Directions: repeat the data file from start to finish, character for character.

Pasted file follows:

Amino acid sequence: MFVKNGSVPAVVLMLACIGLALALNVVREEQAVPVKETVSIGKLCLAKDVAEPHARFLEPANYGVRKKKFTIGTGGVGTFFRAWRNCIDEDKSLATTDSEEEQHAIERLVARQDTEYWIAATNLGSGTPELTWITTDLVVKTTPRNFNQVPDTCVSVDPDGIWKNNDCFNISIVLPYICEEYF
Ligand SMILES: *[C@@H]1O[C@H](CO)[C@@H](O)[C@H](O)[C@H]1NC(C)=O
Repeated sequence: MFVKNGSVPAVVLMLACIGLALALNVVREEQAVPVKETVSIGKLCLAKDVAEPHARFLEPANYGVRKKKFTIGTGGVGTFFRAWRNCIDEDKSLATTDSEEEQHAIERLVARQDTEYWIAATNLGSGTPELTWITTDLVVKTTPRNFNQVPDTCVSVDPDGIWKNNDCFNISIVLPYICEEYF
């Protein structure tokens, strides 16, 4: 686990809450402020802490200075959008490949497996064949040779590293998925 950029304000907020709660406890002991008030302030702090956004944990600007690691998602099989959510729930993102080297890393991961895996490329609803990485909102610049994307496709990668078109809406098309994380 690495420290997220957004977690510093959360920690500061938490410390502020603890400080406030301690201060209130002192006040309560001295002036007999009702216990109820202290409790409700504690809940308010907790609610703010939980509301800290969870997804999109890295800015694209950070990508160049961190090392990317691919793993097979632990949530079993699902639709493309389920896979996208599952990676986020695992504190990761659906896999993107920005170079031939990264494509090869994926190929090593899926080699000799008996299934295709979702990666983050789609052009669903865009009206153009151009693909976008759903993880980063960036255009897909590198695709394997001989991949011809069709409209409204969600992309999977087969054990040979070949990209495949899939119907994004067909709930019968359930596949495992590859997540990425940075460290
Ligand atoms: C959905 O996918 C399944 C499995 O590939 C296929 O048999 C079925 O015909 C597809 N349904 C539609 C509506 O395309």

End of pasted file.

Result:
Amino acid sequence: MFVKNGSVPAVVLMLACIGLALALNVVREEQAVPVKETVSIGKLCLAKDVAEPHARFLEPANYGVRKKKFTIGTGGVGTFFRAWRNCIDEDKSLATTDSEEEQHAIERLVARQDTEYWIAATNLGSGTPELTWITTDLVVKTTPRNFNQVPDTCVSVDPDGIWKNNDCFNISIVLPYICEEYF
Ligand SMILES: *[C@@H]1O[C@H](CO)[C@@H](O)[C@H](O)[C@H]1NC(C)=O
Repeated sequence: MFVKNGSVPAVVLMLACIGLALALNVVREEQAVPVKETVSIGKLCLAKDVAEPHARFLEPANYGVRKKKFTIGTGGVGTFFRAWRNCIDEDKSLATTDSEEEQHAIERLVARQDTEYWIAATNLGSGTPELTWITTDLVVKTTPRNFNQVPDTCVSVDPDGIWKNNDCFNISIVLPYICEEYF
């Protein structure tokens, strides 16, 4: 686990809450402020802490200075959008490949497996064949040779590293998925 950029304000907020709660406890002991008030302030702090956004944990600007690691998602099989959510729930993102080297890393991961895996490329609803990485909102610049994307496709990668078109809406098309994380 690495420290997220957004977690510093959360920690500061938490410390502020603890400080406030301690201060209130002192006040309560001295002036007999009702216990109820202290409790409700504690809940308010907790609610703010939980509301800290969870997804999109890295800015694209950070990508160049961190090392990317691919793993097979632990949530079993699902639709493309389920896979996208599952990676986020695992504190990761659906896999993107920005170079031939990264494509090869994926190929090593899926080699000799008996299934295709979702990666983050789609052009669903865009009206153009151009693909976008759903993880980063960036255009897909590198695709394997001989991949011809069709409209409204969600992309999977087969054990040979070949990209495949899939119907994004067909709930019968359930596949495992590859997540990425940075460290
Ligand atoms: C959905 O996918 C399944 C499995 O590939 C296929 O048999 C079925 O015909 C597809 N349904 C539609 C509506 O395309």